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This guideline on how to start a new lawn from seed is created for new lawns and landscaping projects or where the old lawn has been removed with a sod cutter.
The soil must first be broken up by using a rotar tiller, disk, plow, or other method. The ideal seedbed is made up of soil particles from sand to half marble size. A soil like this will provide good places for the seeds to germinate. Don't work the soil down too fine into dust. It can make the soil surface crusty after watering which makes it hard for the next watering to penetrate.
Top soil that is brought in often contains large amounts of weed seeds. So if it's possible, it's usually best to work with the soil you already have. Perform a few soil tests to see what amendments to add to improve the soil for the right lawn conditions.
After tilling and removing any large clods and rocks, the area should be leveled. This can usually be done with a garden rake and other simple garden tools.
Seed and fertilize the same day. The grass seed can be spread using either a drop or broadcast spreader. Follow the setting indicated on the seed package. I prefer a broadcast spreader as the drop spreaders sometimes clog up with seed. While it doesn’t matter which you apply first, it is important to fertilize the same day you seed in order to get the seedlings off to a strong fast start.
Cover seed and mulch if necessary. To cover the seeds, simply drag a leaf rake upside down or any light object over the area so that you cover the seed with no more than ¼ inch of soil. To help prevent runoff on slope or hillside landscaping areas or to retain moisture between waterings, the area can be lightly mulched with straw. Only a small amount is needed so that the seed is still visible through the mulch.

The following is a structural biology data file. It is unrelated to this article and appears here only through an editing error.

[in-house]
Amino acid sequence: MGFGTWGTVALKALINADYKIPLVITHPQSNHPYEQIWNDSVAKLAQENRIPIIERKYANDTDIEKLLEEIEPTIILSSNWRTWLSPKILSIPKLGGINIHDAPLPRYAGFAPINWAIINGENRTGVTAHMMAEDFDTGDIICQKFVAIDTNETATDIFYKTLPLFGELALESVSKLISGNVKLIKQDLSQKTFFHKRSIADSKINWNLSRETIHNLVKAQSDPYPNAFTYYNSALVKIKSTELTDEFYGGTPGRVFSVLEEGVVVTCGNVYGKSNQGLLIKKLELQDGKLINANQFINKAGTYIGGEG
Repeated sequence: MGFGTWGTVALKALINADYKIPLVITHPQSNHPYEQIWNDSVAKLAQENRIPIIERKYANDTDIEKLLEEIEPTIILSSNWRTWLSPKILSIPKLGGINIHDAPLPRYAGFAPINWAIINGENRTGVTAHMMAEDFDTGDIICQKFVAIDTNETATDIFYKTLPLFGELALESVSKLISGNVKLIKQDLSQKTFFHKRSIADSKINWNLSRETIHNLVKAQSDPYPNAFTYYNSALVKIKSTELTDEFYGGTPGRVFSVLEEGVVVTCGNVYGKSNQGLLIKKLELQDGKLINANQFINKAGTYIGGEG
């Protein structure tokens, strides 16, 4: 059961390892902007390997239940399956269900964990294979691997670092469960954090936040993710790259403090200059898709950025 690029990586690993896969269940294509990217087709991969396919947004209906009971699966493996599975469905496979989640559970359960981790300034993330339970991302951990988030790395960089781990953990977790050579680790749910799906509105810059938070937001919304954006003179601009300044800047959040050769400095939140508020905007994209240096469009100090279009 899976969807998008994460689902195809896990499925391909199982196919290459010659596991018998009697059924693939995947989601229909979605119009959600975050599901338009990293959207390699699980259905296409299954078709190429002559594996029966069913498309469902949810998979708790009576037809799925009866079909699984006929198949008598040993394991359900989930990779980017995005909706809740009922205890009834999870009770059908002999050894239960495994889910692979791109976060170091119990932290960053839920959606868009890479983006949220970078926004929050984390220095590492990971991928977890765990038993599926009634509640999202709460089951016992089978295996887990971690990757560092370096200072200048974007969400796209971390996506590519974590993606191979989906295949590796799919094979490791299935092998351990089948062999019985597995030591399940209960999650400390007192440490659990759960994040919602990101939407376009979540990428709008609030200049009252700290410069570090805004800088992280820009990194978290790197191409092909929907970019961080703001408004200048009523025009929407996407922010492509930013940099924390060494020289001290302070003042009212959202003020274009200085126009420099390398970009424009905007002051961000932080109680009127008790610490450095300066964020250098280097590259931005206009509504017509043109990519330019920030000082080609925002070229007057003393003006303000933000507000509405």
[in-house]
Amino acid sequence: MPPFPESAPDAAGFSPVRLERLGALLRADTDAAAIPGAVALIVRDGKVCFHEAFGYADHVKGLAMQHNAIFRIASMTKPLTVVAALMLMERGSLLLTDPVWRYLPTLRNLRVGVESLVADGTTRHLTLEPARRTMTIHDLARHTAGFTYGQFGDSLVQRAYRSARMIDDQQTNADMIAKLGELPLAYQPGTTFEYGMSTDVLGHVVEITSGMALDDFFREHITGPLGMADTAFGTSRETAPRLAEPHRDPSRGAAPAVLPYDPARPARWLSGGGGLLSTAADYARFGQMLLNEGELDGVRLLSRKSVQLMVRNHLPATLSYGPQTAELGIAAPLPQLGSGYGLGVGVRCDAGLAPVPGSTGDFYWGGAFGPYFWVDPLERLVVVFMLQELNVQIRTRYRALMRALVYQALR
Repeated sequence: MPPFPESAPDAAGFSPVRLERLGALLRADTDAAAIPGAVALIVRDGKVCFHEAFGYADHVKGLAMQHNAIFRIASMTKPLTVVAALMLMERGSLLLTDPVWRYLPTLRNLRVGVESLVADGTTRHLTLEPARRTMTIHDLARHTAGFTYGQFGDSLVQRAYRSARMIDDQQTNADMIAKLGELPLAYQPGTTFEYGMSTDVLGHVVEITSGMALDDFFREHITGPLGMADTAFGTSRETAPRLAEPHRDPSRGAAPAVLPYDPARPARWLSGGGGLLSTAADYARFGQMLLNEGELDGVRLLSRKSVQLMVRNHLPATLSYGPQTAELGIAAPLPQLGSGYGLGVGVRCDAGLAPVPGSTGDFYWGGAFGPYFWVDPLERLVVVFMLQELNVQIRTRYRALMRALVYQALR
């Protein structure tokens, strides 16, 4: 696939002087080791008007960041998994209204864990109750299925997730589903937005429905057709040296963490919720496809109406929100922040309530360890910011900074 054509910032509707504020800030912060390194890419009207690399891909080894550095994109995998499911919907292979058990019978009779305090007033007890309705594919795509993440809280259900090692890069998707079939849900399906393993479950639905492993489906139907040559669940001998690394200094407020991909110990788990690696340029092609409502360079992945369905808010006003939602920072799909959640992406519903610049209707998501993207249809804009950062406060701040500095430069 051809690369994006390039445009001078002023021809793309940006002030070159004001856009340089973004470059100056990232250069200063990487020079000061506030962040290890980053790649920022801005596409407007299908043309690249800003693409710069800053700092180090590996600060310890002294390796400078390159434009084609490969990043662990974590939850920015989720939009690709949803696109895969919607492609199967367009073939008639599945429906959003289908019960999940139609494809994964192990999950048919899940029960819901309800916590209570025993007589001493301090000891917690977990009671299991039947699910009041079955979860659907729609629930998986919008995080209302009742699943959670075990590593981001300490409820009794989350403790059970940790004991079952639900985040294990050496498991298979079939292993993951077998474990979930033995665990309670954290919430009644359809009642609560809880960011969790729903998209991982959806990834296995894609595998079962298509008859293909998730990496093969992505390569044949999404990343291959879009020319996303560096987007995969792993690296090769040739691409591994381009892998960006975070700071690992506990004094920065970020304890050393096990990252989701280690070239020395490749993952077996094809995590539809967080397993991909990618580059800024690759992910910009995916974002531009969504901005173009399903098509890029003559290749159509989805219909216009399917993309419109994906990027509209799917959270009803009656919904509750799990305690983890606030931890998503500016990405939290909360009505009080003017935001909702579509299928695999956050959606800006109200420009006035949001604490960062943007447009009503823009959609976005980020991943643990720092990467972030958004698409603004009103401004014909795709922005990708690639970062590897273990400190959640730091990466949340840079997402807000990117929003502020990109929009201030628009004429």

Watering is critical. Keep the seedbed constantly moist durring germination. Use short frequent waterings rather than long deep watering. Only the top inch of soil needs to be kept moist. A timer on a hose and sprinkler or a sprinkler system will help accomplish this. Once germination starts, keep the area moist until the sprouts are well established.
Begin mowing as soon as the seeds are about 1½ inches tall. Mow when soil surface is dry. Mowing when it is wet will damage the young grass plants. If existing weed seeds in the soil start to grow, do not use any weed killer until the young grass lawn has been mowed four times.
As soon as the new lawn is established, keep it on an annual program for best results.